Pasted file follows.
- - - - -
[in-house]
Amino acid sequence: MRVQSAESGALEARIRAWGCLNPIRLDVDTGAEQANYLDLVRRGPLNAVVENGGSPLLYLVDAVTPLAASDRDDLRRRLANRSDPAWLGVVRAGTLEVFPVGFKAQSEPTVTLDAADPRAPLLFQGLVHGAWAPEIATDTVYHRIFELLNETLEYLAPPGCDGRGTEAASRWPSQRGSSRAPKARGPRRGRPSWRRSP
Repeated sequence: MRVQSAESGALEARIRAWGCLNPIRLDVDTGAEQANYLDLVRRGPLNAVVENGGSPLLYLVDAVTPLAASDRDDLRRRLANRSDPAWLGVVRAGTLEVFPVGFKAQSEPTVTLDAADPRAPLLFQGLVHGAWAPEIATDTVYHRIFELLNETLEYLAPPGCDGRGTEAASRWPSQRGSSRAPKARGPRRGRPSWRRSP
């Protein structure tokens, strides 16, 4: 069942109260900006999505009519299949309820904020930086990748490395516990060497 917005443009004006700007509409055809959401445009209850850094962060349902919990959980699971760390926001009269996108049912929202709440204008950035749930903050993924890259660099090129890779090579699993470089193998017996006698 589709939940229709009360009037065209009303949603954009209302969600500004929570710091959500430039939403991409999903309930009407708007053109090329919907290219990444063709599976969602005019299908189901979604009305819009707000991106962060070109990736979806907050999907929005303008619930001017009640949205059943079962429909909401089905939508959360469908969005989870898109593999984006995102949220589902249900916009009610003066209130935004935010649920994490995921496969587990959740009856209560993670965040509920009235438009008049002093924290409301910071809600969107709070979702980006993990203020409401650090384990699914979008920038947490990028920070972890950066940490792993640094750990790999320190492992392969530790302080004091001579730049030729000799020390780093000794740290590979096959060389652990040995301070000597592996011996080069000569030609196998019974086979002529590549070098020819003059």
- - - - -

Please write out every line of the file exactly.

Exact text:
[in-house]
Amino acid sequence: MRVQSAESGALEARIRAWGCLNPIRLDVDTGAEQANYLDLVRRGPLNAVVENGGSPLLYLVDAVTPLAASDRDDLRRRLANRSDPAWLGVVRAGTLEVFPVGFKAQSEPTVTLDAADPRAPLLFQGLVHGAWAPEIATDTVYHRIFELLNETLEYLAPPGCDGRGTEAASRWPSQRGSSRAPKARGPRRGRPSWRRSP
Repeated sequence: MRVQSAESGALEARIRAWGCLNPIRLDVDTGAEQANYLDLVRRGPLNAVVENGGSPLLYLVDAVTPLAASDRDDLRRRLANRSDPAWLGVVRAGTLEVFPVGFKAQSEPTVTLDAADPRAPLLFQGLVHGAWAPEIATDTVYHRIFELLNETLEYLAPPGCDGRGTEAASRWPSQRGSSRAPKARGPRRGRPSWRRSP
């Protein structure tokens, strides 16, 4: 069942109260900006999505009519299949309820904020930086990748490395516990060497 917005443009004006700007509409055809959401445009209850850094962060349902919990959980699971760390926001009269996108049912929202709440204008950035749930903050993924890259660099090129890779090579699993470089193998017996006698 589709939940229709009360009037065209009303949603954009209302969600500004929570710091959500430039939403991409999903309930009407708007053109090329919907290219990444063709599976969602005019299908189901979604009305819009707000991106962060070109990736979806907050999907929005303008619930001017009640949205059943079962429909909401089905939508959360469908969005989870898109593999984006995102949220589902249900916009009610003066209130935004935010649920994490995921496969587990959740009856209560993670965040509920009235438009008049002093924290409301910071809600969107709070979702980006993990203020409401650090384990699914979008920038947490990028920070972890950066940490792993640094750990790999320190492992392969530790302080004091001579730049030729000799020390780093000794740290590979096959060389652990040995301070000597592996011996080069000569030609196998019974086979002529590549070098020819003059």